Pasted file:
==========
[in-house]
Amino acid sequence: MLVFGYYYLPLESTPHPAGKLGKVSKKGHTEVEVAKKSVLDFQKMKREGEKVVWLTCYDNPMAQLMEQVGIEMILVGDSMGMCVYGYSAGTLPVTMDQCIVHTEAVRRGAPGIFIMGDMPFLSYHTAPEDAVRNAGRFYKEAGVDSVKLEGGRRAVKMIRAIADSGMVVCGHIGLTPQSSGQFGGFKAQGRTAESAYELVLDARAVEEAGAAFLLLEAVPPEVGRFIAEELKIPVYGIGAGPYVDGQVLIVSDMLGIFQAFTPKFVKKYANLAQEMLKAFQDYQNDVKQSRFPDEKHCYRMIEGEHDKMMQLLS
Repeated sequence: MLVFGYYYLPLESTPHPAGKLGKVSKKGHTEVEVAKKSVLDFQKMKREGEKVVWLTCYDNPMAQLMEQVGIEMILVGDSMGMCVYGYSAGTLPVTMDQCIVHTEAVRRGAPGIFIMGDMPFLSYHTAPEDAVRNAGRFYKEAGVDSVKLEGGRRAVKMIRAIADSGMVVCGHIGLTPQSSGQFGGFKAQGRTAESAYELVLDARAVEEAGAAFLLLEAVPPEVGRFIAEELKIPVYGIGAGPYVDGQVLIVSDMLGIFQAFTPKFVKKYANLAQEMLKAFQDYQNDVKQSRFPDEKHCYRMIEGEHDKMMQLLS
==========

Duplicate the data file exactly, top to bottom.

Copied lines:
[in-house]
Amino acid sequence: MLVFGYYYLPLESTPHPAGKLGKVSKKGHTEVEVAKKSVLDFQKMKREGEKVVWLTCYDNPMAQLMEQVGIEMILVGDSMGMCVYGYSAGTLPVTMDQCIVHTEAVRRGAPGIFIMGDMPFLSYHTAPEDAVRNAGRFYKEAGVDSVKLEGGRRAVKMIRAIADSGMVVCGHIGLTPQSSGQFGGFKAQGRTAESAYELVLDARAVEEAGAAFLLLEAVPPEVGRFIAEELKIPVYGIGAGPYVDGQVLIVSDMLGIFQAFTPKFVKKYANLAQEMLKAFQDYQNDVKQSRFPDEKHCYRMIEGEHDKMMQLLS
Repeated sequence: MLVFGYYYLPLESTPHPAGKLGKVSKKGHTEVEVAKKSVLDFQKMKREGEKVVWLTCYDNPMAQLMEQVGIEMILVGDSMGMCVYGYSAGTLPVTMDQCIVHTEAVRRGAPGIFIMGDMPFLSYHTAPEDAVRNAGRFYKEAGVDSVKLEGGRRAVKMIRAIADSGMVVCGHIGLTPQSSGQFGGFKAQGRTAESAYELVLDARAVEEAGAAFLLLEAVPPEVGRFIAEELKIPVYGIGAGPYVDGQVLIVSDMLGIFQAFTPKFVKKYANLAQEMLKAFQDYQNDVKQSRFPDEKHCYRMIEGEHDKMMQLLS